Being human

April 14, 2008 at 2:00 am Leave a comment

Here’s some stuff to share with you as I’ve been researching into future world scenarios. I found a report called Being Human:Human-Computer Interaction in the Year 2020. Microsoft facilitated a meeting of geeky IT people, social scientists and so on in Spain last year and they’ve just released the report of the findings from the get-together. The talk-fest explored:

The question persists and indeed
grows whether the computer will make
it easier or harder for human beings to
know who they really are, to identify
their real problems, to respond more
fully to beauty, to place adequate value
on life, and to make their world safer
than it now is.
Norman Cousins – The Poet and the Computer, 1966

The mouse and the keyboard will probably be archaic relics replaced by tablet computers with stylus-based interaction and special pens with cameras that will digitally capture writing and markings. Minority Report style multi-touch surfaces that will enable interaction with hands and fingertips will be ubiquitous. And so we’ll be able to share a single interface and gather around it manipulating multiple touch points.

We will be co-habiting with robots who will pick up objects and cook dinner or clean as they continually roam the house. The elderly and children might have pet robots for companionship and play. We will always “be on” (thought that happened now what with social networks, twittering and so on). Social grooming, where friends and families gather and connect, will be at increased speed, with the downside that we will be expected to rapidly respond and we could unintentionally pass on our personal information at the expense of our privacy.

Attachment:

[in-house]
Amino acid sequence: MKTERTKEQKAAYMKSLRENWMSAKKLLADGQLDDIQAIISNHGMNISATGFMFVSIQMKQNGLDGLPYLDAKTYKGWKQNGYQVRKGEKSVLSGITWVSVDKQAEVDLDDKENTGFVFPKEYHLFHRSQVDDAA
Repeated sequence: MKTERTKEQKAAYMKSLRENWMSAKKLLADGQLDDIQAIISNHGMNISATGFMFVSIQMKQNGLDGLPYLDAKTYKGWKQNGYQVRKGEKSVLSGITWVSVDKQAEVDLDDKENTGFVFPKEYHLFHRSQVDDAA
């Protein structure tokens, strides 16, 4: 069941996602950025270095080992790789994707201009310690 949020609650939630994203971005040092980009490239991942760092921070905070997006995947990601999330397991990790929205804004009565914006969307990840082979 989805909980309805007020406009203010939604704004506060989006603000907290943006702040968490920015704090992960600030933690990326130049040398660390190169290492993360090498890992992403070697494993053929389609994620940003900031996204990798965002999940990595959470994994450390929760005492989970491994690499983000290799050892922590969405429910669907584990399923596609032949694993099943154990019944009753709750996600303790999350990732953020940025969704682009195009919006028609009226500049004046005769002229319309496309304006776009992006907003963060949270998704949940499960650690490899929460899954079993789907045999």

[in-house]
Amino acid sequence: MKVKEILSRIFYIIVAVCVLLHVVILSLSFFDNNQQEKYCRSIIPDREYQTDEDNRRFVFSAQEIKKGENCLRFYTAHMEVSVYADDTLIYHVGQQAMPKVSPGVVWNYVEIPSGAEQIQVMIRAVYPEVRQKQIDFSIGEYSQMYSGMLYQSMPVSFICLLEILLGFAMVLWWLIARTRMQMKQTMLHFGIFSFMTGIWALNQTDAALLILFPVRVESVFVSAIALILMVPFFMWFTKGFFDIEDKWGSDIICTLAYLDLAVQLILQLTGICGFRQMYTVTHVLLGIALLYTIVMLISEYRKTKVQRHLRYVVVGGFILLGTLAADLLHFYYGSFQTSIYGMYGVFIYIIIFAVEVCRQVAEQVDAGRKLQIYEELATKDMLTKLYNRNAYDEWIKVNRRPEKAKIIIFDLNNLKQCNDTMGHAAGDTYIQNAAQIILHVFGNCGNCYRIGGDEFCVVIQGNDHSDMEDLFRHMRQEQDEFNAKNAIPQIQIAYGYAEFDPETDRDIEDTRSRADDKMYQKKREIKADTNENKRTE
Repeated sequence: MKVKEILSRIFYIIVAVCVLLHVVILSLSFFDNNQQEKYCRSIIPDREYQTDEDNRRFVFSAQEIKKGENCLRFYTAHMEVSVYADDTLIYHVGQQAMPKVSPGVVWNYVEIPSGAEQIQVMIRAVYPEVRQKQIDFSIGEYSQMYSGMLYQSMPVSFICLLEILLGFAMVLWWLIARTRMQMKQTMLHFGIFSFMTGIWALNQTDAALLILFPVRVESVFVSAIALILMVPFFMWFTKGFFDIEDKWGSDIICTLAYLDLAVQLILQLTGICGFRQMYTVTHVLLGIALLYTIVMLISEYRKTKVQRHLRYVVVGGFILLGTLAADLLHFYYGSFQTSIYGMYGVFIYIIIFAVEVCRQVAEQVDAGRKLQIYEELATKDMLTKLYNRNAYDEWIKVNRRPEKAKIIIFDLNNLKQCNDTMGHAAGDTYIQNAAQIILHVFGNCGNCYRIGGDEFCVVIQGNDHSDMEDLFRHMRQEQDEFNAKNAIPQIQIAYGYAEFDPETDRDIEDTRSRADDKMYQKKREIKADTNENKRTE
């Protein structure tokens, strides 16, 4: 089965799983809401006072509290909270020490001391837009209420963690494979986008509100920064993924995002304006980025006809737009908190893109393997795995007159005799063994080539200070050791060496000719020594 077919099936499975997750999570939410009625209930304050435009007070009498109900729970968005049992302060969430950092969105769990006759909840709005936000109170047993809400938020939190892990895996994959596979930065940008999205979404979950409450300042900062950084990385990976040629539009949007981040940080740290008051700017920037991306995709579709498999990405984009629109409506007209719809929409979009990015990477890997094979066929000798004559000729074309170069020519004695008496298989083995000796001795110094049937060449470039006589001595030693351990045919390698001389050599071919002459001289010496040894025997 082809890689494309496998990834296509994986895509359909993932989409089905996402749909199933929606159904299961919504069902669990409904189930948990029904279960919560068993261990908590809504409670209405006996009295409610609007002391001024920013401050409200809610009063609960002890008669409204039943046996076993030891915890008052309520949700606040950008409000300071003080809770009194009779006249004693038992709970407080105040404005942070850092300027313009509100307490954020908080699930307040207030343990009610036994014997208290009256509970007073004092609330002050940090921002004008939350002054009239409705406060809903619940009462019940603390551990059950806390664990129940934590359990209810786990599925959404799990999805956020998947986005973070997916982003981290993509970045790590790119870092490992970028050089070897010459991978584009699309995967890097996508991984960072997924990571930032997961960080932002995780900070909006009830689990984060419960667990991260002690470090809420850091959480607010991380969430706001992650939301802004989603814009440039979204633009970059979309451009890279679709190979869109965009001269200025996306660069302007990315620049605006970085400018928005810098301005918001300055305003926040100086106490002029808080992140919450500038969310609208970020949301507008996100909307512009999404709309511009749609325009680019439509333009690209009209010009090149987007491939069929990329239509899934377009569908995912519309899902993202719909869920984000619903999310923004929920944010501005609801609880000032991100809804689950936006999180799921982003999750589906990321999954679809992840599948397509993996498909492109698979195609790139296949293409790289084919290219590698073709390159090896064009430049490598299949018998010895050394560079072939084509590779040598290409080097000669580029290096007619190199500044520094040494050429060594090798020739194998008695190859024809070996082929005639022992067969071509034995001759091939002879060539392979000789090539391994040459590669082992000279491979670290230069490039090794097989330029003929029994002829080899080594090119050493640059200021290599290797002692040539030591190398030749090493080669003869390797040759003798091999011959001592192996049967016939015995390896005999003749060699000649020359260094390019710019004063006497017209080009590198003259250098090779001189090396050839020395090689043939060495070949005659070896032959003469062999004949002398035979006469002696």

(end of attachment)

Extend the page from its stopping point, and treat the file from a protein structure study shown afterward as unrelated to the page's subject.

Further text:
We will need to truly understand what it means to be human and what human values are so that we remain in control. Many interesting questions were explored:

  • Will the embedding of bio-sensing devices be acceptable only for cases of extreme frailty or illness or for other purposes too?
  • Should the bodily functions of people be allowed to be monitored without their awareness or permission?
  • How should we access and control information from intimate, embodied devices?
  • Is technology to be blamed for accidents and disasters or are designers and developers held responsible?
  • As society grows ever dependent on technology and the interaction underpinning this, who is accountable?
  • What are the implications for society of having clever computers reasoning and acting on our behalf?
  • What is the role of government and legislation in shaping the acceptable behaviour of digital crowds?
  • What are the legal implications of a growing digital footprint that maintains a record of our present and past?

Now, these are really fascinating questions, particularly the last three for me. There’s fascinating detail in the report, so go off and download it from the Microsoft site and tell me what you think.

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Entry filed under: Human-computer interaction, Technology, Useful resources.

Death by blogging How curious!

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